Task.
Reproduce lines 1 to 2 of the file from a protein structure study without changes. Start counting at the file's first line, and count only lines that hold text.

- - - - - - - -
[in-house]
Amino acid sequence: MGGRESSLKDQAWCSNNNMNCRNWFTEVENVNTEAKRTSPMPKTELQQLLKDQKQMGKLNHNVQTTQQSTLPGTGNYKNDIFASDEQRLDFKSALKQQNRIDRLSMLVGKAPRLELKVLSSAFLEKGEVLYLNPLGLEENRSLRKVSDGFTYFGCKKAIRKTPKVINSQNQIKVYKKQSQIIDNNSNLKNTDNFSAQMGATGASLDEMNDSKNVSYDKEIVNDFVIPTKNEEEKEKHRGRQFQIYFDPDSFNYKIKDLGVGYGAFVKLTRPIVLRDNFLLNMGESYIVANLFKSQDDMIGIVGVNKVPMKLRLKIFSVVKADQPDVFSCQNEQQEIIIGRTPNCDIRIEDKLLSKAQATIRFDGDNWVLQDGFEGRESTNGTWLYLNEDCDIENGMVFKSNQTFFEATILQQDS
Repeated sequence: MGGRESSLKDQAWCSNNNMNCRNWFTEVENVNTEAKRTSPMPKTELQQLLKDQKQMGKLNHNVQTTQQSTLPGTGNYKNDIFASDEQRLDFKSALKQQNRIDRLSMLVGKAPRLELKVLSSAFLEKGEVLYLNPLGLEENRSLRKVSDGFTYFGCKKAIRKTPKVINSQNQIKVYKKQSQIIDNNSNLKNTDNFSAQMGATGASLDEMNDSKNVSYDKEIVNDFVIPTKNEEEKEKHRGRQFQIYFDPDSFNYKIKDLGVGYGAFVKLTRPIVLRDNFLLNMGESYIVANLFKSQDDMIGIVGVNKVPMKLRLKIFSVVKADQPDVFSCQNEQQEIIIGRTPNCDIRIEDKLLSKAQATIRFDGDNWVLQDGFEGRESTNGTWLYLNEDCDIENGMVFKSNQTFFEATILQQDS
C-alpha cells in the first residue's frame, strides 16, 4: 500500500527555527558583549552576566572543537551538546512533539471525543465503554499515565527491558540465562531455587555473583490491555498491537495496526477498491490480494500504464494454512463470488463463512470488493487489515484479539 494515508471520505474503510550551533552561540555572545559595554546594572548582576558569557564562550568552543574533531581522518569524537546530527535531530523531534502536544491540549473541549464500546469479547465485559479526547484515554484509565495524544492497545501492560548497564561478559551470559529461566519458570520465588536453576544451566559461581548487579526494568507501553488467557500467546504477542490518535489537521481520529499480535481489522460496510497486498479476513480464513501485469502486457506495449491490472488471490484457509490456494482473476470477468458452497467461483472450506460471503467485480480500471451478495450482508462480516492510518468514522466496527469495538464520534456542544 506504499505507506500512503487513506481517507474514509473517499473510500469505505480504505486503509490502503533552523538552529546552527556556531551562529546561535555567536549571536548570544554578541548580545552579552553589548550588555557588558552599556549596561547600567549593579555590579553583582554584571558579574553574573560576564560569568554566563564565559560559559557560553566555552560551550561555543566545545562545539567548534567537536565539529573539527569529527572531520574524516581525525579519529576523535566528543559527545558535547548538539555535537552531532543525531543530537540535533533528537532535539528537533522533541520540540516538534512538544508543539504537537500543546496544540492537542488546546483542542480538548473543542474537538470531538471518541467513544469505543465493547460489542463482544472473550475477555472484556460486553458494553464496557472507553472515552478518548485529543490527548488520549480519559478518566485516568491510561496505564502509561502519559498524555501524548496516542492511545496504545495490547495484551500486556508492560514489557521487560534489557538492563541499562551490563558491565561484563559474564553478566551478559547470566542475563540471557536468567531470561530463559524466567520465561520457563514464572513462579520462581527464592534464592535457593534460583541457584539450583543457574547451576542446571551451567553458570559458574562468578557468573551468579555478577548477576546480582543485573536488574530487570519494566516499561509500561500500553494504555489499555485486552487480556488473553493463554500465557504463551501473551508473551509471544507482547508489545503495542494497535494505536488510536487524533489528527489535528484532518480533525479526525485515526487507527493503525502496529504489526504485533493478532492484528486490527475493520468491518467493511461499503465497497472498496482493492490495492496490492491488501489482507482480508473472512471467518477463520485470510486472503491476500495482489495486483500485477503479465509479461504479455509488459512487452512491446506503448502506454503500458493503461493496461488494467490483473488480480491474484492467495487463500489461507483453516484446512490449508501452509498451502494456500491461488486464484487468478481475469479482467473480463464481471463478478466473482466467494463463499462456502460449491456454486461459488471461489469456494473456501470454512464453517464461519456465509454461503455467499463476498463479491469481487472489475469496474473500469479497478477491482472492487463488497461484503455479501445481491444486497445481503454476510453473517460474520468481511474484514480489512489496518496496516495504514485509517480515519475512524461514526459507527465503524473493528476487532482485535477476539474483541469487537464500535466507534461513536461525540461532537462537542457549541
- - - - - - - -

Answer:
[in-house]
Amino acid sequence: MGGRESSLKDQAWCSNNNMNCRNWFTEVENVNTEAKRTSPMPKTELQQLLKDQKQMGKLNHNVQTTQQSTLPGTGNYKNDIFASDEQRLDFKSALKQQNRIDRLSMLVGKAPRLELKVLSSAFLEKGEVLYLNPLGLEENRSLRKVSDGFTYFGCKKAIRKTPKVINSQNQIKVYKKQSQIIDNNSNLKNTDNFSAQMGATGASLDEMNDSKNVSYDKEIVNDFVIPTKNEEEKEKHRGRQFQIYFDPDSFNYKIKDLGVGYGAFVKLTRPIVLRDNFLLNMGESYIVANLFKSQDDMIGIVGVNKVPMKLRLKIFSVVKADQPDVFSCQNEQQEIIIGRTPNCDIRIEDKLLSKAQATIRFDGDNWVLQDGFEGRESTNGTWLYLNEDCDIENGMVFKSNQTFFEATILQQDS